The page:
A Tale of Two States

Do they have to rub our face in it?

It’s bad enough that Arizona’s looking to implement an ambitious school-choice program. But as a recent article in The Arizona Republic outlined, the Grand Canyon State’s economy is surging.

The paper listed “more than 85 companies, government entities and non-profit organizations collectively advertising more than 27,000 open positions this month,” with each looking for a minimum of 100 new hires.

Yes, some of the positions are for restaurant workers, cashiers, and customer-service representatives. (Not that there’s anything wrong with that.) But many are not. Companies looking to hire include Raytheon, Aetna, Insight Enterprises, Anthem, Intel (ouch), Fresenius Medical Care, Technosoft, Lockheed Martin, Oracle, Mayo Clinic, and Wells Fargo.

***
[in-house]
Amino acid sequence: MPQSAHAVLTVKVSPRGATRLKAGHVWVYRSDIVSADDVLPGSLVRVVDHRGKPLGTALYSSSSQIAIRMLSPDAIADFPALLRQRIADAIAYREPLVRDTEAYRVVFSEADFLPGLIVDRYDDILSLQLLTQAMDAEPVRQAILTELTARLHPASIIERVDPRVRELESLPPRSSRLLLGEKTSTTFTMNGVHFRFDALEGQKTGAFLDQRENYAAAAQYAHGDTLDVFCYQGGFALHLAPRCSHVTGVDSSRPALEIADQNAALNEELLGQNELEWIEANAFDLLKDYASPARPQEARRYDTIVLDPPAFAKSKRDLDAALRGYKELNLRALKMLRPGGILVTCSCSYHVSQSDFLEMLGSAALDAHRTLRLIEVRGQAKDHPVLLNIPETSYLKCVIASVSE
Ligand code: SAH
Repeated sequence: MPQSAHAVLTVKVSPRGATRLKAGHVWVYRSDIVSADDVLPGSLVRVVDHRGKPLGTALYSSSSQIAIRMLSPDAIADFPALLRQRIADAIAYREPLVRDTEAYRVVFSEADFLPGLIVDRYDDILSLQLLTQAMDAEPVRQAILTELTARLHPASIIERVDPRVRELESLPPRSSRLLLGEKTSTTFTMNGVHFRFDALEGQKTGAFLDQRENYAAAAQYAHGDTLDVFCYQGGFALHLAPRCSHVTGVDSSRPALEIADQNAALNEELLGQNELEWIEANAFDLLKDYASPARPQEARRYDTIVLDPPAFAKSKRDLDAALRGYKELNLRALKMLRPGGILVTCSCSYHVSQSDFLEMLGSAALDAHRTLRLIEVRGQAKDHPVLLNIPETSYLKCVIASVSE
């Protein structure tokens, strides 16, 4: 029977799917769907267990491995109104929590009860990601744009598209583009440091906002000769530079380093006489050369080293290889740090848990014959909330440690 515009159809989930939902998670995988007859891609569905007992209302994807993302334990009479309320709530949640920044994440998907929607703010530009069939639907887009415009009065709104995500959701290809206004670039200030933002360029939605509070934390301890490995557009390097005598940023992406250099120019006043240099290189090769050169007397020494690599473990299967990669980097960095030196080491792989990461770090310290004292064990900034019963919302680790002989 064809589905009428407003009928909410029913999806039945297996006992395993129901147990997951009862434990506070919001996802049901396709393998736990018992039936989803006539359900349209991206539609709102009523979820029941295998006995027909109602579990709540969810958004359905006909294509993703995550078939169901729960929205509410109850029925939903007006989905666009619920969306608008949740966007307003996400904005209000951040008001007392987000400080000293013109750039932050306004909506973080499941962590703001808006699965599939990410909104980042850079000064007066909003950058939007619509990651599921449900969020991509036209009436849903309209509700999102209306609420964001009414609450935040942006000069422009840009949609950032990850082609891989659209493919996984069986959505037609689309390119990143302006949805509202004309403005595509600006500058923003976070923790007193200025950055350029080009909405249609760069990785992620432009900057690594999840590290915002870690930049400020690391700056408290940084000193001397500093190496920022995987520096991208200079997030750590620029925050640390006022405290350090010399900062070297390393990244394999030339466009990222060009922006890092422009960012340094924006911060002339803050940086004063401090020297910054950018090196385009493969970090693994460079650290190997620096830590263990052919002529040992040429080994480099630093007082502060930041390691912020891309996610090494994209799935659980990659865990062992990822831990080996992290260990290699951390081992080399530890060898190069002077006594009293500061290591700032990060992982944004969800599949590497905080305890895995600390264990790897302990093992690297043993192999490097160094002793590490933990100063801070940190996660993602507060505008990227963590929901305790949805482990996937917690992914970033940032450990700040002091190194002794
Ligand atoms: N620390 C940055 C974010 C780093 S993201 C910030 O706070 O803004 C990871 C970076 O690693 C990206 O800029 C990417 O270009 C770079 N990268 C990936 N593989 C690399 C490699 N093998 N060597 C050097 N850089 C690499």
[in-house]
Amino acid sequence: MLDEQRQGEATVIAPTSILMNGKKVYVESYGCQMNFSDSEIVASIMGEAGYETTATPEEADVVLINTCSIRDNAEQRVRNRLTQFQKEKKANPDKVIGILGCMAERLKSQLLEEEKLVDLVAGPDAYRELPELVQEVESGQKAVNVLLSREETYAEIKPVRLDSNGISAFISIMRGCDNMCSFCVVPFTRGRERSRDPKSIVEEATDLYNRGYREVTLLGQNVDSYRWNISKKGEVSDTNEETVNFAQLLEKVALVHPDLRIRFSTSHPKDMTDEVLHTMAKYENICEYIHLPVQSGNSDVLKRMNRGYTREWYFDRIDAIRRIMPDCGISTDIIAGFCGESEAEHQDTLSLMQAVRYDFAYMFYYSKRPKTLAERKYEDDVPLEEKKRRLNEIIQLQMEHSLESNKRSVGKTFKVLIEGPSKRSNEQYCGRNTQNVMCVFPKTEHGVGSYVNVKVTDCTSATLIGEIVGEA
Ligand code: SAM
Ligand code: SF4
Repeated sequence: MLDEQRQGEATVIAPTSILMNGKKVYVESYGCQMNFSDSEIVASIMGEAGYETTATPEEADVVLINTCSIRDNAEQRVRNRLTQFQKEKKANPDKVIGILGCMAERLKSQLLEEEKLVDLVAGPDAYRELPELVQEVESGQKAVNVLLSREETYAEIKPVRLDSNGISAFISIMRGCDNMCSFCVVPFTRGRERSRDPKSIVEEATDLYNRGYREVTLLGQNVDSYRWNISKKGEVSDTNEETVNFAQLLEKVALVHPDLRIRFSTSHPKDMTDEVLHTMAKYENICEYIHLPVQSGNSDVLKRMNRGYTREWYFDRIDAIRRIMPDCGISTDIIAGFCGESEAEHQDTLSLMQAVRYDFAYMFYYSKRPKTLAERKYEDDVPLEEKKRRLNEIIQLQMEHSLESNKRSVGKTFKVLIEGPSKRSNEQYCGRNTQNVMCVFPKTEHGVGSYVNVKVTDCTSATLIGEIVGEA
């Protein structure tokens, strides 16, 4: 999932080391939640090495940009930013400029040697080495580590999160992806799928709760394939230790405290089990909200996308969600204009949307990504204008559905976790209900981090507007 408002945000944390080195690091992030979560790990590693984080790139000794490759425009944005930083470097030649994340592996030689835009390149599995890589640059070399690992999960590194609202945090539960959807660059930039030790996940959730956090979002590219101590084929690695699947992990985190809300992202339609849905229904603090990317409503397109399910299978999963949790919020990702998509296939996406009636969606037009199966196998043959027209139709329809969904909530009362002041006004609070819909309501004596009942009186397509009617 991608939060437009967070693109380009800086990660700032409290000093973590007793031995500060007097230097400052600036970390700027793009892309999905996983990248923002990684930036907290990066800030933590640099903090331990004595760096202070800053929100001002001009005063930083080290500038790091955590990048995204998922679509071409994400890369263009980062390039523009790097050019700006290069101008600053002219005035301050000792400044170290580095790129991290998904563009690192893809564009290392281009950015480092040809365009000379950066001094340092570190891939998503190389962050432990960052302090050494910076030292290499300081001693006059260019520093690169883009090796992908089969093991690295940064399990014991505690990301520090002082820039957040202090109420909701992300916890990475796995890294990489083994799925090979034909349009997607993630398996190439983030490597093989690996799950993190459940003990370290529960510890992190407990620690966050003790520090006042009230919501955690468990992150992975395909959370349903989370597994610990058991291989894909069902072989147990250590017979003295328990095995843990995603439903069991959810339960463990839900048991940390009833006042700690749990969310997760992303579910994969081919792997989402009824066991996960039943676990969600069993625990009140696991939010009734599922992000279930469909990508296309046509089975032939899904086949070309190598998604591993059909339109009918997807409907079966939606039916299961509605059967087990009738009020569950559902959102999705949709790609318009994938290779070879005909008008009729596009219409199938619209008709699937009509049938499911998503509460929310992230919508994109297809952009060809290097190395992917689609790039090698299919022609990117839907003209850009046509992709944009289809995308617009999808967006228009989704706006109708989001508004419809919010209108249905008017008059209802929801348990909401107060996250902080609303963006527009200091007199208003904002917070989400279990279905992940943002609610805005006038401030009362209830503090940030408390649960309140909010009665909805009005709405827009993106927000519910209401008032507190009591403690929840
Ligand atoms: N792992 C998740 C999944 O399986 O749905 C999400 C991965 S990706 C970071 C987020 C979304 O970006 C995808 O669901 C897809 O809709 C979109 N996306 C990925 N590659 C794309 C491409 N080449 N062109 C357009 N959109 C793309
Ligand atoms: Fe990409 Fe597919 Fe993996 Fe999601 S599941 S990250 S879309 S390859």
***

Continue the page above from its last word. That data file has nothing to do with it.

In 1910, just before each state joined the union, New Mexico had a population of 327,301. Arizona lagged behind, at 204,354. A century later, much had changed. Arizona’s population is well over 6 million, while its neighbor to the east struggles to top 2 million. (And in recent years, New Mexico has lost population.)

Looking at more recent data, Arizona has soundly bested the Land of Enchantment in recovering from the Great Recession. Both states have gained jobs since their employment troughs, which both occurred in September 2010. But Arizona’s growth has been three times greater:


New Mexico has a lot to learn from Texas. But policymakers should look west, too. It starts with a right-to-work law, but regulatory reform, a simpler and less-burdensome tax system, and school choice have roles to play, too. When will the politicians in Santa Fe get it?